sun 19/05/2024

The Maids, Trafalgar Studios | reviews, news & interviews

The Maids, Trafalgar Studios

The Maids, Trafalgar Studios

Macabre savagery meets existentialist thought in Jean Genet's hallucinatory vision

Trouble brewing: Uzo Aduba and Zawe Ashton's maids plot revenge against their mistress (Laura Carmichael)Marc Brenner

“Murder is hilarious,” quips Zawe Ashton’s scheming maid, and in Jamie Lloyd’s high-octane, queasily comic revival of Jean Genet’s radical 1947 play, it really is. It’s also lurid, strange, bleak and powerfully transcendent, as befits a piece that locates hunger for creation and liberation in the imitation and destruction of another.

Lloyd employs Benedict Andrews and Andrew Upton’s salty new translation – the latter’s wife, Cate Blanchett, led a 2013 Sydney Theatre Company production – to emphasise the unflinching modernity of Genet’s piece, which uses and unmasks theatrical artifice in order to illuminate human experience.

The play is loosely inspired by a scandalous 1933 crime: sisters Christine and Léa Papin brutally murdered their female employer in Le Mans, France. It was viewed as doubly unnatural – maids turning on a mistress, women committing violence against other women – but Genet’s thesis is that the truly unnatural behaviour began much earlier, with class-based social oppression. His sibling maids, Solange (Uzo Aduba, pictured below with Zawe Ashton) and Claire (Ashton), are psychologically devastated by subjugation to their mistress (Laura Carmichael, in a dark mirror to Downton), here a screeching American socialite. There is an added dimension with Lloyd’s casting of two actresses of colour, underscoring references to “slavery” and comparative “whiteness”.

The Maids, Trafalgar StudiosGenet’s mode of delivery is not naturalism, however, but an arresting combination of foul-mouthed performance poetry and expressionist fever dream. The maids enact a sacred ritual in their sparse attic, with one embodying the cruel mistress and the other her debased victim-turned-murderer. This sadomasochistic game becomes a plan to kill via poisoned tea, but the distinction between reality and fantasy is constantly blurred – we could be in a memory, Hell, a cautionary fable, delusion of mental illness, or a sensational tale out of the sisters’ beloved Deadly Pleasures magazine.

But the theatricality serves to amplify Genet’s real subjects: the danger of defining one person by another, the ugliness of imposed prejudice, and the absurdities of constructed identity. Claire’s impersonation of their mistress punctures the latter’s status – is she really superior when her maid can conjure the same effect using her prop accessories and drag queen-like costuming? Genet noted men could play these parts, highlighting the performative quality of gender alongside that of class, but the intention is clear in the detailed work by Lloyd and his strong female trio.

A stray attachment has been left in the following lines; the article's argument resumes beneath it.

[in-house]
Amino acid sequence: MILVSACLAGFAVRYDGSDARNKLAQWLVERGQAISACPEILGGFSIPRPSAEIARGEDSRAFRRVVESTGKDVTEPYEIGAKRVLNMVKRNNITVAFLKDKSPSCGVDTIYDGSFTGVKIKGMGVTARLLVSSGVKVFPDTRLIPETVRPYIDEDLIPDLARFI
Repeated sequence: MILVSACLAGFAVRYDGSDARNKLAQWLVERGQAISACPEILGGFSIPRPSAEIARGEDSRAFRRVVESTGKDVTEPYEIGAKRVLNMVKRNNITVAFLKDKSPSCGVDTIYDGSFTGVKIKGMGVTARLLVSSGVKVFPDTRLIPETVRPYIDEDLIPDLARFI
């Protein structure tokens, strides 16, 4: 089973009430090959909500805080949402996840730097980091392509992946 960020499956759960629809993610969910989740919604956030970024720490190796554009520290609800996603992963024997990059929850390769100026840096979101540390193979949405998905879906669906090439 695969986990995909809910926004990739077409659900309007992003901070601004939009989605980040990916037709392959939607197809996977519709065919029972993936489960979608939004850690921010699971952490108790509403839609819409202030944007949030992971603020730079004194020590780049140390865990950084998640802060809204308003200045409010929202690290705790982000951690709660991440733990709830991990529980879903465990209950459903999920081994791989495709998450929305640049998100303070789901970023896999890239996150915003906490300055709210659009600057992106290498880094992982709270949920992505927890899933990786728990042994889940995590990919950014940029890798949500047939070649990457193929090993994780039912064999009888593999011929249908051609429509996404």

So, too, is the complexity of their role-play. The sisters blur identities as they mirror one another’s self-loathing and crawl into their mistress’s skin in a manner that suggests both passionate hatred and a warped form of worship. Carmichael’s shallow lady of the house (pictured below) tries on the part of weeping widow as she would a new dress, and while she insists the maids only exist through her, she is presented to us through them: an operatic villain introduced as a fur-clad silhouette against blinding floodlights. She’s ever-present through suffocating flower petals, which rain down from the ceiling just as soon as the maids have futilely swept up the last batch.

The Maids, Trafalgar StudiosAshton and Aduba superbly convey the dehumanised sisters’ desire for independence. They live at the mercy of their infantilising mistress’s whims – a form of imprisonment that develops long before they contemplate committing a crime. Repressed sexuality erupts in graphic visions and accompanying shame, and lust turns inward as tender intimacy shades into incest. They fear the judgement of voyeuristic observers – a meta-theatrical layer emphasised by Soutra Gilmour’s traverse set, full of surprises, and effective lighting (Jon Clark) and sound (Ben and Max Ringham) design that is both hallucinatory and an immersive plunge into their subjective experience.

Lloyd’s straight-through, 100-minute production is a sensual assault that could do with more shading – occasional drops in intensity aren’t entirely by design. Though admirably fearless, both Carmichael and Ashton would benefit from adopting Aduba’s skilled tonal gradation, which provides releases from the fervency through wry wit and soft yearning. But this is still a memorable demonstration that being and acting are fatally entwined.


It's an arresting combination of foul-mouthed performance poetry and expressionist fever dream


Editor Rating: 
Average: 4 (1 vote)

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